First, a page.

The other day I was sitting on my bed. I don’t have a headboard, so the head of the bed is right up against the wall. I was sitting at a right angle with my back against the wall with my hands behind my head and my legs outstretched and crossed at the ankles. My eyes were closed. I was trying my best to relax and enjoy the serenity of the otherwise empty apartment. I had just read about the importance of silence and solitude in the book Emotionally Healthy Spirituality by Peter Scazzero, and I thought I would test out this contemplative discipline which was somewhat foreign to me.  Sure I’ve heard of monks taking a vow of silence, and I knew a pastor who was doing a dissertation on the discipline at one time, but, other than casual relaxation, midday napping, or prayer and devotional time, I never actively participated in a contemplative discipline as a means to get closer to God. Maybe I have never done it because I usually have no problem getting lost in deep thought without intentionality. But, regardless, there I sat. Chillin’.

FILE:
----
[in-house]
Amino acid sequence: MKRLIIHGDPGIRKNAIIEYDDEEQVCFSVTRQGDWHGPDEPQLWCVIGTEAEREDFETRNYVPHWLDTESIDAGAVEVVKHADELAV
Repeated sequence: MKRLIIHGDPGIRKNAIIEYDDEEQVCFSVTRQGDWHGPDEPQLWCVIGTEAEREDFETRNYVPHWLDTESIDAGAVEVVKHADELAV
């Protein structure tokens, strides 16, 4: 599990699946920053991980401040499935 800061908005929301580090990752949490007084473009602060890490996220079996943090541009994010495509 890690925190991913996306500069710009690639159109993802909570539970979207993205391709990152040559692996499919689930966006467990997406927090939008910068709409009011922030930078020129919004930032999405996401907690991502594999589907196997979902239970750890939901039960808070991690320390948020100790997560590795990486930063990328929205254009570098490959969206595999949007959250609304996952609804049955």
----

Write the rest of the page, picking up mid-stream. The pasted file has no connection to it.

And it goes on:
I was thinking about things like my present circumstances, what the future might hold for me and my wife, and how, looking back, it seems that certain things have just fallen into place to get to where I am now. I was thinking about how God prepared me for my current life situation with my past experiences, and the different ways in which He may or may not act in the future. I was appreciative, content and hopeful. Then, it crept in.

I was sitting there, minding my own business when it entered. It casually invited itself and almost got through undetected. It even took me a minute to recognize it. I wasn’t expecting this uninvited guest, but DOUBT inserted itself into the situation.